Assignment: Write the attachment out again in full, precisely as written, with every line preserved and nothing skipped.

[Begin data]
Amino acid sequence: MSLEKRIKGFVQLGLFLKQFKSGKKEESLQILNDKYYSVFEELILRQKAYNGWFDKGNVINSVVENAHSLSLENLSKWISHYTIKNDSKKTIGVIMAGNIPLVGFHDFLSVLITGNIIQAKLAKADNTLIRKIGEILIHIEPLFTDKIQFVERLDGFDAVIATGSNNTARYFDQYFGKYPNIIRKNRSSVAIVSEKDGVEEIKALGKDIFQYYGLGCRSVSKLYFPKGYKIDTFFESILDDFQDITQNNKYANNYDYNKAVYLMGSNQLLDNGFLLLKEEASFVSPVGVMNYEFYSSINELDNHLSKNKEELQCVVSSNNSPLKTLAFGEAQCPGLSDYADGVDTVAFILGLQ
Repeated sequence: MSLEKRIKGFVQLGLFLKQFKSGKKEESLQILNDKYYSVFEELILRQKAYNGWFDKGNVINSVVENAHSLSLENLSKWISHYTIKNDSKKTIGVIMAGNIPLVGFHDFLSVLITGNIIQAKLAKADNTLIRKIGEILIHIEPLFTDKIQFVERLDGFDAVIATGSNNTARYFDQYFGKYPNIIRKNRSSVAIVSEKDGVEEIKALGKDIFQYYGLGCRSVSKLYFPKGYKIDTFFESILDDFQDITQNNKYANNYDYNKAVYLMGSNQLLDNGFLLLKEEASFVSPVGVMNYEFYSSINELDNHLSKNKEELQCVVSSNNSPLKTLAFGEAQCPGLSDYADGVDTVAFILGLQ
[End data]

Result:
Amino acid sequence: MSLEKRIKGFVQLGLFLKQFKSGKKEESLQILNDKYYSVFEELILRQKAYNGWFDKGNVINSVVENAHSLSLENLSKWISHYTIKNDSKKTIGVIMAGNIPLVGFHDFLSVLITGNIIQAKLAKADNTLIRKIGEILIHIEPLFTDKIQFVERLDGFDAVIATGSNNTARYFDQYFGKYPNIIRKNRSSVAIVSEKDGVEEIKALGKDIFQYYGLGCRSVSKLYFPKGYKIDTFFESILDDFQDITQNNKYANNYDYNKAVYLMGSNQLLDNGFLLLKEEASFVSPVGVMNYEFYSSINELDNHLSKNKEELQCVVSSNNSPLKTLAFGEAQCPGLSDYADGVDTVAFILGLQ
Repeated sequence: MSLEKRIKGFVQLGLFLKQFKSGKKEESLQILNDKYYSVFEELILRQKAYNGWFDKGNVINSVVENAHSLSLENLSKWISHYTIKNDSKKTIGVIMAGNIPLVGFHDFLSVLITGNIIQAKLAKADNTLIRKIGEILIHIEPLFTDKIQFVERLDGFDAVIATGSNNTARYFDQYFGKYPNIIRKNRSSVAIVSEKDGVEEIKALGKDIFQYYGLGCRSVSKLYFPKGYKIDTFFESILDDFQDITQNNKYANNYDYNKAVYLMGSNQLLDNGFLLLKEEASFVSPVGVMNYEFYSSINELDNHLSKNKEELQCVVSSNNSPLKTLAFGEAQCPGLSDYADGVDTVAFILGLQ